“Even by Perth Airport’s standards, this is extraordinary behaviour.”
Press releases issued by big corporates are often so anodyne, it’s like they have been shorn of any skerrick of emotion or passion. Which made Qantas’ statement all the more stunning. It appeared to drip with concentrated hospital grade rage.
Just read five of those words again: “Even by Perth Airport’s standards…”. It shows that, as far as Qantas is concerned, this is no one-off but a pattern of behaviour from the airport.
Perth Airport released a statement soon after which said it was, “puzzled by Qantas’s latest comments and the motivations behind them”.
But it shouldn’t be. At the heart of this issue isn’t Virgin and its current woes; it’s an ongoing battle between Qantas and the airport with the pair facing off in an active high-profile court case.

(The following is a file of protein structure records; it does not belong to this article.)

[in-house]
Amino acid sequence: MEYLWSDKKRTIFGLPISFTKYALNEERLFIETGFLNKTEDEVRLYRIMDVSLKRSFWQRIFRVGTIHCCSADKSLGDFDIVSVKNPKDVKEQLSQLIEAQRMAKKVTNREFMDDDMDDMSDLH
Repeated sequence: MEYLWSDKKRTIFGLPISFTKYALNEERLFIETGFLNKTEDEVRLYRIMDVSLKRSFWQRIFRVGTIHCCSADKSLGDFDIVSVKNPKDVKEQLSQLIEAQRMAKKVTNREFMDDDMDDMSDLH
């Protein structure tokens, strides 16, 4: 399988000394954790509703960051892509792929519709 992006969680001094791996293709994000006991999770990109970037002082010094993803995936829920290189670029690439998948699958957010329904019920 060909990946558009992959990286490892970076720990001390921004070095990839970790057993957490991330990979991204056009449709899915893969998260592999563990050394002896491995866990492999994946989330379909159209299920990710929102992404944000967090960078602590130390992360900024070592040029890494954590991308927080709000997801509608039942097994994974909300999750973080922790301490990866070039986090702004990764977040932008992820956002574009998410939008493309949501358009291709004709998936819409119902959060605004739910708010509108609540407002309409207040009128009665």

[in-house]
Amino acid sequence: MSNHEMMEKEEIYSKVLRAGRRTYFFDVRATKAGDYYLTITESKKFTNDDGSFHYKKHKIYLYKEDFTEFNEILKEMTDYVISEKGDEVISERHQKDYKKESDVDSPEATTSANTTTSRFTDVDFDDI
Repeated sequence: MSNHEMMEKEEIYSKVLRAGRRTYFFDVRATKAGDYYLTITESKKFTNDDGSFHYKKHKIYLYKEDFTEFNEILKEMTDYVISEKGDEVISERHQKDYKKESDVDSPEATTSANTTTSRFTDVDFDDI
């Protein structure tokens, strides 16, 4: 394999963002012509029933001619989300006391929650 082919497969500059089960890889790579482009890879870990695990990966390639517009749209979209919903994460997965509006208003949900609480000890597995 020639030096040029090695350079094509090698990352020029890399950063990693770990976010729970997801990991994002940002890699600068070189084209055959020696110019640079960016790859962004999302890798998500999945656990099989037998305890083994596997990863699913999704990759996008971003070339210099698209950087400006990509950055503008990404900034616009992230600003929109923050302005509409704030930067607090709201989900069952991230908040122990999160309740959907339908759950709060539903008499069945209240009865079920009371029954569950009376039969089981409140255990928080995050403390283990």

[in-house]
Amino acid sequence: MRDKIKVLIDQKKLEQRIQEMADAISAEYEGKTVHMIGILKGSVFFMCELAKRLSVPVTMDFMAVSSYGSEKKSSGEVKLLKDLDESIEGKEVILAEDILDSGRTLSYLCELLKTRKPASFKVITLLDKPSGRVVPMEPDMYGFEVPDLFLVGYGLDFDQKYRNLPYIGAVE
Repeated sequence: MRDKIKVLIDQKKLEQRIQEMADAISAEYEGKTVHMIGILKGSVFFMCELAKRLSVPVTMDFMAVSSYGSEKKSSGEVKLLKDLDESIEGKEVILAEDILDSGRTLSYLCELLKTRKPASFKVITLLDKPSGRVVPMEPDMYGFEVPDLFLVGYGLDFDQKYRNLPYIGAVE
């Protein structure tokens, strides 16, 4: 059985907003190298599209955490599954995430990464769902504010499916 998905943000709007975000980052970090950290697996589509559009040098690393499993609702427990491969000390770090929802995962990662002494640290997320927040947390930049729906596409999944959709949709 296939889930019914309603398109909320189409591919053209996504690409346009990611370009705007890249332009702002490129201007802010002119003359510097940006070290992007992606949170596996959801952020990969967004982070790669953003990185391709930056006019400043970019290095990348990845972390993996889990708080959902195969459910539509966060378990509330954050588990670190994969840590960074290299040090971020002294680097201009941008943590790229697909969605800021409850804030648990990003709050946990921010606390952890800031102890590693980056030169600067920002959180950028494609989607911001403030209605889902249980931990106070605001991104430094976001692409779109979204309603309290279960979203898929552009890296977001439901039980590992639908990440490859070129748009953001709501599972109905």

A legal spat over landing fees and terminal charges has dragged on since 2018 with Qantas chief executive officer Alan Joyce saying last year it was the “perfect example of just how broken the system is”.
Indeed, later in Friday’s statement, Qantas referred to the dispute over “excessive charges”.
Back in 2018 things were rosier. Qantas had just rerouted one of its two London flights via Perth instead of Singapore. It had plans to introduce services to Paris and Johannesburg from the Western Australian city.
Then in December of that year, Perth Airport sued Qantas alleging it had charged the airline $27.8 million to use the airport between July and October that year, but Qantas had only paid $16.5 million. The red roo owes it $11.3 million, the airport has said.
‘PASSENGERS OVER A BARREL’
Airlines and airports have fractious relationships at the best of times with carriers often grumbling about sky high landing fees. That’s a particular issue in Australia where most capitals are served by a single airport.